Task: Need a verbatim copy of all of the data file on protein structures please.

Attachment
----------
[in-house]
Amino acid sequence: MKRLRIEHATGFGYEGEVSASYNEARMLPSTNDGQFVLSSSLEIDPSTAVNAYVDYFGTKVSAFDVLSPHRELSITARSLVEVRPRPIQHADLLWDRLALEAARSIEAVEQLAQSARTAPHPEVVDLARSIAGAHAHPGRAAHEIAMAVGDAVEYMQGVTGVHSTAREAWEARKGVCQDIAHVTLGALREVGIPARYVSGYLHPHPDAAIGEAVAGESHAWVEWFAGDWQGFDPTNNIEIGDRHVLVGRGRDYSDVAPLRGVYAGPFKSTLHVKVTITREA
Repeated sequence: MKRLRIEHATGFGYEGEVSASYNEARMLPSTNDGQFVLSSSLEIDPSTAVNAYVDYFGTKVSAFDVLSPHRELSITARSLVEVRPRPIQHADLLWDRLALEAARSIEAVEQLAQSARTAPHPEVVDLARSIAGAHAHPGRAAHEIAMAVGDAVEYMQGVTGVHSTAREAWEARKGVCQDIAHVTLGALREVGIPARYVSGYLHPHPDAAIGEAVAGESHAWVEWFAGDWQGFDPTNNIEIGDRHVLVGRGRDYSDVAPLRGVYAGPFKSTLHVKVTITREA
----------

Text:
[in-house]
Amino acid sequence: MKRLRIEHATGFGYEGEVSASYNEARMLPSTNDGQFVLSSSLEIDPSTAVNAYVDYFGTKVSAFDVLSPHRELSITARSLVEVRPRPIQHADLLWDRLALEAARSIEAVEQLAQSARTAPHPEVVDLARSIAGAHAHPGRAAHEIAMAVGDAVEYMQGVTGVHSTAREAWEARKGVCQDIAHVTLGALREVGIPARYVSGYLHPHPDAAIGEAVAGESHAWVEWFAGDWQGFDPTNNIEIGDRHVLVGRGRDYSDVAPLRGVYAGPFKSTLHVKVTITREA
Repeated sequence: MKRLRIEHATGFGYEGEVSASYNEARMLPSTNDGQFVLSSSLEIDPSTAVNAYVDYFGTKVSAFDVLSPHRELSITARSLVEVRPRPIQHADLLWDRLALEAARSIEAVEQLAQSARTAPHPEVVDLARSIAGAHAHPGRAAHEIAMAVGDAVEYMQGVTGVHSTAREAWEARKGVCQDIAHVTLGALREVGIPARYVSGYLHPHPDAAIGEAVAGESHAWVEWFAGDWQGFDPTNNIEIGDRHVLVGRGRDYSDVAPLRGVYAGPFKSTLHVKVTITREA